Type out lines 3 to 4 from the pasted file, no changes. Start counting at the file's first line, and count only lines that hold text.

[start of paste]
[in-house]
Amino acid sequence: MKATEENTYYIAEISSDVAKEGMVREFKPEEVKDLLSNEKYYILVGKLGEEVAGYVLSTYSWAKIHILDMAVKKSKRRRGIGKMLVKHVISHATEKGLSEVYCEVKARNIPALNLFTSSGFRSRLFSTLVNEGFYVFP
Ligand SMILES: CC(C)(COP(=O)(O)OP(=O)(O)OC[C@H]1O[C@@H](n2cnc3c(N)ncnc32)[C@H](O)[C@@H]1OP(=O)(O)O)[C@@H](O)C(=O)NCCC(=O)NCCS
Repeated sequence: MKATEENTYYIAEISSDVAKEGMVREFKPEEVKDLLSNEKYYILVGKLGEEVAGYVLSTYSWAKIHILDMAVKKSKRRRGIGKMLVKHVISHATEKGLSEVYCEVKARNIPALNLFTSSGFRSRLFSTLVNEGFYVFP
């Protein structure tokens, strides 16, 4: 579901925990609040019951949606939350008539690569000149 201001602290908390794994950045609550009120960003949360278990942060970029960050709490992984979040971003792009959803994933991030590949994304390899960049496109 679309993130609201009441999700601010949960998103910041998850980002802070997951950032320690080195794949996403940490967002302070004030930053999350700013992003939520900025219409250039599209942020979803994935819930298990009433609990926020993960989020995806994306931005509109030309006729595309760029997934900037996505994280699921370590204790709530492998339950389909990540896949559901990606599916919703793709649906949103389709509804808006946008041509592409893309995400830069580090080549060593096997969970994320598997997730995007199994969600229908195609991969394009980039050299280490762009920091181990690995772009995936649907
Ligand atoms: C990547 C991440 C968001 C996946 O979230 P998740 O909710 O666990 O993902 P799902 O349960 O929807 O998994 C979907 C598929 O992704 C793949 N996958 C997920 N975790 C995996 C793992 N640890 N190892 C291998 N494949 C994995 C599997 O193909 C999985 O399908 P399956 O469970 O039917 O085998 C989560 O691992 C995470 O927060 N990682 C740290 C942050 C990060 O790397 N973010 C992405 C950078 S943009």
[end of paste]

Ligand SMILES: CC(C)(COP(=O)(O)OP(=O)(O)OC[C@H]1O[C@@H](n2cnc3c(N)ncnc32)[C@H](O)[C@@H]1OP(=O)(O)O)[C@@H](O)C(=O)NCCC(=O)NCCS
Repeated sequence: MKATEENTYYIAEISSDVAKEGMVREFKPEEVKDLLSNEKYYILVGKLGEEVAGYVLSTYSWAKIHILDMAVKKSKRRRGIGKMLVKHVISHATEKGLSEVYCEVKARNIPALNLFTSSGFRSRLFSTLVNEGFYVFP